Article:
Reforming China’s State-Market Balance

Many of China’s problems today stem from too much market and too little government. Or, to put it another way, while the government is clearly doing some things that it should not, it is also not doing some things that it should.

BEIJING – No country in recorded history has grown as fast – and moved as many people out of poverty – as China over the last thirty years. A hallmark of China’s success has been its leaders’ willingness to revise the country’s economic model when and as needed, despite opposition from powerful vested interests. And now, as China implements another series of fundamental reforms, such interests are already lining up to resist. Can the reformers triumph again?

In answering that question, the crucial point to bear in mind is that, as in the past, the current round of reforms will restructure not only the economy, but also the vested interests that will shape future reforms (and even determine whether they are possible). And today, while high-profile initiatives – for example, the government’s widening anti-corruption campaign – receive much attention, the deeper issue that China faces concerns the appropriate roles of the state and the market.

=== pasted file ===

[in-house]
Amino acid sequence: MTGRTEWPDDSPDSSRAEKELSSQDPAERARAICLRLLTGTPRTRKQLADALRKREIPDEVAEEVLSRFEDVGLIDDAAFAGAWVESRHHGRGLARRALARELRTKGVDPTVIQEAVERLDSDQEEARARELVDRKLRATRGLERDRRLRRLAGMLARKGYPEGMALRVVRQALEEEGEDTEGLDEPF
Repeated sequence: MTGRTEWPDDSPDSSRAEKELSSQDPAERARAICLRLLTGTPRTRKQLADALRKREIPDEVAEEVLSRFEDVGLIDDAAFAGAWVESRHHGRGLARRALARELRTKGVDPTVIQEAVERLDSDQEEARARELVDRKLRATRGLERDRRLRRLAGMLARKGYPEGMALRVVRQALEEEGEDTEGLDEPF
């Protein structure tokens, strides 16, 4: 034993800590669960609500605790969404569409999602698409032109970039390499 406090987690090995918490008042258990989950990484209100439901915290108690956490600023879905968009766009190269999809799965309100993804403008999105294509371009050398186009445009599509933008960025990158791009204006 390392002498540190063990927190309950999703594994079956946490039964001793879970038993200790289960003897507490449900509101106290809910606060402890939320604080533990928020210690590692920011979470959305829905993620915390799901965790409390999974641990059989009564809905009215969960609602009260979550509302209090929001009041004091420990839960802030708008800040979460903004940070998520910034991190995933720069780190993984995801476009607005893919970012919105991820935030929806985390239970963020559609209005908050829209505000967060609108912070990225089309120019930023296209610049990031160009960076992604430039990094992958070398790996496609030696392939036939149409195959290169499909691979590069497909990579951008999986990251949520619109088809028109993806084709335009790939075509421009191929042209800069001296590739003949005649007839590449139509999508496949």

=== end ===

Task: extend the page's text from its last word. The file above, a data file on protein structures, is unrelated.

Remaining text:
When China began its reforms more than three decades ago, the direction was clear: the market needed to play a far greater role in resource allocation. And so it has, with the private sector far more important now than it was. Moreover, there is a broad consensus that the market needs to play what officials call a “decisive role” in many sectors where state-owned enterprises (SOEs) dominate. But what should its role be in other sectors, and in the economy more generally?

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